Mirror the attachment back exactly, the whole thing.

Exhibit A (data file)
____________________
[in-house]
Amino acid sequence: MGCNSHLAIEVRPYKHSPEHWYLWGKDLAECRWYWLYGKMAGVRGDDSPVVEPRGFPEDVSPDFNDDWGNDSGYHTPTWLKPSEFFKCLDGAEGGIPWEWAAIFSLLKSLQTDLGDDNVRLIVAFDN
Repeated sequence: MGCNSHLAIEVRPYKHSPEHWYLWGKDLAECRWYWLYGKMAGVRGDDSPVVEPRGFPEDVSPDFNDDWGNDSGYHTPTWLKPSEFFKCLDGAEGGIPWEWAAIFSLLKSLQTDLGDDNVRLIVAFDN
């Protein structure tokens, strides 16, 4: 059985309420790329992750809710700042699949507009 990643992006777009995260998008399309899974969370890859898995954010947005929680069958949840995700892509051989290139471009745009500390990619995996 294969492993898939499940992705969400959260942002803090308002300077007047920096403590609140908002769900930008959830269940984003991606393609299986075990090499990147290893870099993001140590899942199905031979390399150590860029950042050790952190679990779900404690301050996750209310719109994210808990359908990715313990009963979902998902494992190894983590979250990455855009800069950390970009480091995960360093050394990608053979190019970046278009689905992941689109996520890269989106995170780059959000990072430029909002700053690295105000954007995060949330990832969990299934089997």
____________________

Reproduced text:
[in-house]
Amino acid sequence: MGCNSHLAIEVRPYKHSPEHWYLWGKDLAECRWYWLYGKMAGVRGDDSPVVEPRGFPEDVSPDFNDDWGNDSGYHTPTWLKPSEFFKCLDGAEGGIPWEWAAIFSLLKSLQTDLGDDNVRLIVAFDN
Repeated sequence: MGCNSHLAIEVRPYKHSPEHWYLWGKDLAECRWYWLYGKMAGVRGDDSPVVEPRGFPEDVSPDFNDDWGNDSGYHTPTWLKPSEFFKCLDGAEGGIPWEWAAIFSLLKSLQTDLGDDNVRLIVAFDN
């Protein structure tokens, strides 16, 4: 059985309420790329992750809710700042699949507009 990643992006777009995260998008399309899974969370890859898995954010947005929680069958949840995700892509051989290139471009745009500390990619995996 294969492993898939499940992705969400959260942002803090308002300077007047920096403590609140908002769900930008959830269940984003991606393609299986075990090499990147290893870099993001140590899942199905031979390399150590860029950042050790952190679990779900404690301050996750209310719109994210808990359908990715313990009963979902998902494992190894983590979250990455855009800069950390970009480091995960360093050394990608053979190019970046278009689905992941689109996520890269989106995170780059959000990072430029909002700053690295105000954007995060949330990832969990299934089997």